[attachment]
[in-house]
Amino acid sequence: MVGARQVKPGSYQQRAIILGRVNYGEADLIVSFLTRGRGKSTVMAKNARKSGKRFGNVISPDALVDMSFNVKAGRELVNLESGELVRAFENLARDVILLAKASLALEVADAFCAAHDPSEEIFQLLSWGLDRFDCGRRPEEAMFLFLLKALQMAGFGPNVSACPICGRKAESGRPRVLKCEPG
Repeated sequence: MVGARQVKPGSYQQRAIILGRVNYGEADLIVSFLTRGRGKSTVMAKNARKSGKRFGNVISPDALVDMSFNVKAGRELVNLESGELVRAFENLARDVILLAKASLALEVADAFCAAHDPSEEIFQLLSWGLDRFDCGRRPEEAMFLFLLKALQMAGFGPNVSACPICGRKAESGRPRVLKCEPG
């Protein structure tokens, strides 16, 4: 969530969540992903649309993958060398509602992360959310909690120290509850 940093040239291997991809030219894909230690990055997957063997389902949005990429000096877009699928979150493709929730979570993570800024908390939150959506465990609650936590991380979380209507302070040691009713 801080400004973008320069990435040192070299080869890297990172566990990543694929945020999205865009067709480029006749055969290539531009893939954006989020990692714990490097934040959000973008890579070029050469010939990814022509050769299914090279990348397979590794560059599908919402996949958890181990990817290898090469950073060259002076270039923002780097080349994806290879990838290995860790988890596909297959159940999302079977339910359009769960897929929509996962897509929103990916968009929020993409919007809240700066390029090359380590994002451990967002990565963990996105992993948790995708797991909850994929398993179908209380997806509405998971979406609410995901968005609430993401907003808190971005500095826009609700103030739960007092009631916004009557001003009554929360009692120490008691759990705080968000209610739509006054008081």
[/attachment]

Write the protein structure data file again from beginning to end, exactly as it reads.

[in-house]
Amino acid sequence: MVGARQVKPGSYQQRAIILGRVNYGEADLIVSFLTRGRGKSTVMAKNARKSGKRFGNVISPDALVDMSFNVKAGRELVNLESGELVRAFENLARDVILLAKASLALEVADAFCAAHDPSEEIFQLLSWGLDRFDCGRRPEEAMFLFLLKALQMAGFGPNVSACPICGRKAESGRPRVLKCEPG
Repeated sequence: MVGARQVKPGSYQQRAIILGRVNYGEADLIVSFLTRGRGKSTVMAKNARKSGKRFGNVISPDALVDMSFNVKAGRELVNLESGELVRAFENLARDVILLAKASLALEVADAFCAAHDPSEEIFQLLSWGLDRFDCGRRPEEAMFLFLLKALQMAGFGPNVSACPICGRKAESGRPRVLKCEPG
């Protein structure tokens, strides 16, 4: 969530969540992903649309993958060398509602992360959310909690120290509850 940093040239291997991809030219894909230690990055997957063997389902949005990429000096877009699928979150493709929730979570993570800024908390939150959506465990609650936590991380979380209507302070040691009713 801080400004973008320069990435040192070299080869890297990172566990990543694929945020999205865009067709480029006749055969290539531009893939954006989020990692714990490097934040959000973008890579070029050469010939990814022509050769299914090279990348397979590794560059599908919402996949958890181990990817290898090469950073060259002076270039923002780097080349994806290879990838290995860790988890596909297959159940999302079977339910359009769960897929929509996962897509929103990916968009929020993409919007809240700066390029090359380590994002451990967002990565963990996105992993948790995708797991909850994929398993179908209380997806509405998971979406609410995901968005609430993401907003808190971005500095826009609700103030739960007092009631916004009557001003009554929360009692120490008691759990705080968000209610739509006054008081």